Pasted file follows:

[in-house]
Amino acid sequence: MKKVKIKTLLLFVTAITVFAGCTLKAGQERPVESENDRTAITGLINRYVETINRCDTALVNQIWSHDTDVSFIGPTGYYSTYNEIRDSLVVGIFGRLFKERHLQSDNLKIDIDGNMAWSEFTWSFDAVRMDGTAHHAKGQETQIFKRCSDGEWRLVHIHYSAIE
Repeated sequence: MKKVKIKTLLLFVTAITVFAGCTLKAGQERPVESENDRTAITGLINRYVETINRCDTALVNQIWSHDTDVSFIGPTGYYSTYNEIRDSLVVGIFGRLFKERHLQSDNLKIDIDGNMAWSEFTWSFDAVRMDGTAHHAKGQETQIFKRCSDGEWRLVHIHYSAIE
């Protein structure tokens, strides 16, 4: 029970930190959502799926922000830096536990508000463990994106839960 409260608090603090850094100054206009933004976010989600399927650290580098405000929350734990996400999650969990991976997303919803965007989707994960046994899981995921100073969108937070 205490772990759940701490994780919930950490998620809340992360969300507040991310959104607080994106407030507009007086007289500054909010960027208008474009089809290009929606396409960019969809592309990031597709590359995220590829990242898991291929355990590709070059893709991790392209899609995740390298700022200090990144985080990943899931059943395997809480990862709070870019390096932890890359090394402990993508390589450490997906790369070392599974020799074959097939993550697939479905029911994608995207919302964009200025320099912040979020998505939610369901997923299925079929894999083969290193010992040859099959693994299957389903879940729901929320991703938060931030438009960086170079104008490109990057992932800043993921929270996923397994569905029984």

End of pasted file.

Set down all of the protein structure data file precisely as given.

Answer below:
[in-house]
Amino acid sequence: MKKVKIKTLLLFVTAITVFAGCTLKAGQERPVESENDRTAITGLINRYVETINRCDTALVNQIWSHDTDVSFIGPTGYYSTYNEIRDSLVVGIFGRLFKERHLQSDNLKIDIDGNMAWSEFTWSFDAVRMDGTAHHAKGQETQIFKRCSDGEWRLVHIHYSAIE
Repeated sequence: MKKVKIKTLLLFVTAITVFAGCTLKAGQERPVESENDRTAITGLINRYVETINRCDTALVNQIWSHDTDVSFIGPTGYYSTYNEIRDSLVVGIFGRLFKERHLQSDNLKIDIDGNMAWSEFTWSFDAVRMDGTAHHAKGQETQIFKRCSDGEWRLVHIHYSAIE
């Protein structure tokens, strides 16, 4: 029970930190959502799926922000830096536990508000463990994106839960 409260608090603090850094100054206009933004976010989600399927650290580098405000929350734990996400999650969990991976997303919803965007989707994960046994899981995921100073969108937070 205490772990759940701490994780919930950490998620809340992360969300507040991310959104607080994106407030507009007086007289500054909010960027208008474009089809290009929606396409960019969809592309990031597709590359995220590829990242898991291929355990590709070059893709991790392209899609995740390298700022200090990144985080990943899931059943395997809480990862709070870019390096932890890359090394402990993508390589450490997906790369070392599974020799074959097939993550697939479905029911994608995207919302964009200025320099912040979020998505939610369901997923299925079929894999083969290193010992040859099959693994299957389903879940729901929320991703938060931030438009960086170079104008490109990057992932800043993921929270996923397994569905029984």